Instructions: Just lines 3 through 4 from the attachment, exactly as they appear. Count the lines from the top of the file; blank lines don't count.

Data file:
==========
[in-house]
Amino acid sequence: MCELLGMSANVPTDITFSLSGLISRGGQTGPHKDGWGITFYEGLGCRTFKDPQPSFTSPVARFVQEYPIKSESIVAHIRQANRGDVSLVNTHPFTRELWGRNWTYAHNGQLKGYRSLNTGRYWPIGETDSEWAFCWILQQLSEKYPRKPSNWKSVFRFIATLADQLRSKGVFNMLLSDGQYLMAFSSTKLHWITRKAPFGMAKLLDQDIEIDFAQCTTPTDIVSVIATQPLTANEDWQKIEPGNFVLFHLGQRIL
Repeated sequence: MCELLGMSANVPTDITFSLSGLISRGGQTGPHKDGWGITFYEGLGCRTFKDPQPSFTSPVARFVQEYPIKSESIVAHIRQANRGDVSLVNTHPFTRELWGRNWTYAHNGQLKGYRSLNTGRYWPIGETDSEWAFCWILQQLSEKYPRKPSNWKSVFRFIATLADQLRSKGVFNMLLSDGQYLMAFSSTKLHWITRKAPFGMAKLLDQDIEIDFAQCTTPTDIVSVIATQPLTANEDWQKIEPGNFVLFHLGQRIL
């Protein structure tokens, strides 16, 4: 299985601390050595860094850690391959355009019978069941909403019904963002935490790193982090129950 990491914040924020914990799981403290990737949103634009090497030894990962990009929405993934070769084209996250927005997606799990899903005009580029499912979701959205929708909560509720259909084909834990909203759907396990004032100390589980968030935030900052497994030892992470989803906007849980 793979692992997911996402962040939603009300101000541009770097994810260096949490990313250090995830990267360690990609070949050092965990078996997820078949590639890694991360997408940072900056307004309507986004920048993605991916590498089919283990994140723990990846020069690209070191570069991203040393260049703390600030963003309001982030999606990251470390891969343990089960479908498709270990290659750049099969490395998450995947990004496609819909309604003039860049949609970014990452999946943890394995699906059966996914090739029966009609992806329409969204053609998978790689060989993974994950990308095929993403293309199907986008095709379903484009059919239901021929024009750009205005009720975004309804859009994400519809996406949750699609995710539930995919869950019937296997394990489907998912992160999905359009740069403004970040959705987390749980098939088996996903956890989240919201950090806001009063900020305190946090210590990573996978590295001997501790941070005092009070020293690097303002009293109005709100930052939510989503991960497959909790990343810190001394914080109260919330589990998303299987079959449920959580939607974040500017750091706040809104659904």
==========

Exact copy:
Repeated sequence: MCELLGMSANVPTDITFSLSGLISRGGQTGPHKDGWGITFYEGLGCRTFKDPQPSFTSPVARFVQEYPIKSESIVAHIRQANRGDVSLVNTHPFTRELWGRNWTYAHNGQLKGYRSLNTGRYWPIGETDSEWAFCWILQQLSEKYPRKPSNWKSVFRFIATLADQLRSKGVFNMLLSDGQYLMAFSSTKLHWITRKAPFGMAKLLDQDIEIDFAQCTTPTDIVSVIATQPLTANEDWQKIEPGNFVLFHLGQRIL
């Protein structure tokens, strides 16, 4: 299985601390050595860094850690391959355009019978069941909403019904963002935490790193982090129950 990491914040924020914990799981403290990737949103634009090497030894990962990009929405993934070769084209996250927005997606799990899903005009580029499912979701959205929708909560509720259909084909834990909203759907396990004032100390589980968030935030900052497994030892992470989803906007849980 793979692992997911996402962040939603009300101000541009770097994810260096949490990313250090995830990267360690990609070949050092965990078996997820078949590639890694991360997408940072900056307004309507986004920048993605991916590498089919283990994140723990990846020069690209070191570069991203040393260049703390600030963003309001982030999606990251470390891969343990089960479908498709270990290659750049099969490395998450995947990004496609819909309604003039860049949609970014990452999946943890394995699906059966996914090739029966009609992806329409969204053609998978790689060989993974994950990308095929993403293309199907986008095709379903484009059919239901021929024009750009205005009720975004309804859009994400519809996406949750699609995710539930995919869950019937296997394990489907998912992160999905359009740069403004970040959705987390749980098939088996996903956890989240919201950090806001009063900020305190946090210590990573996978590295001997501790941070005092009070020293690097303002009293109005709100930052939510989503991960497959909790990343810190001394914080109260919330589990998303299987079959449920959580939607974040500017750091706040809104659904």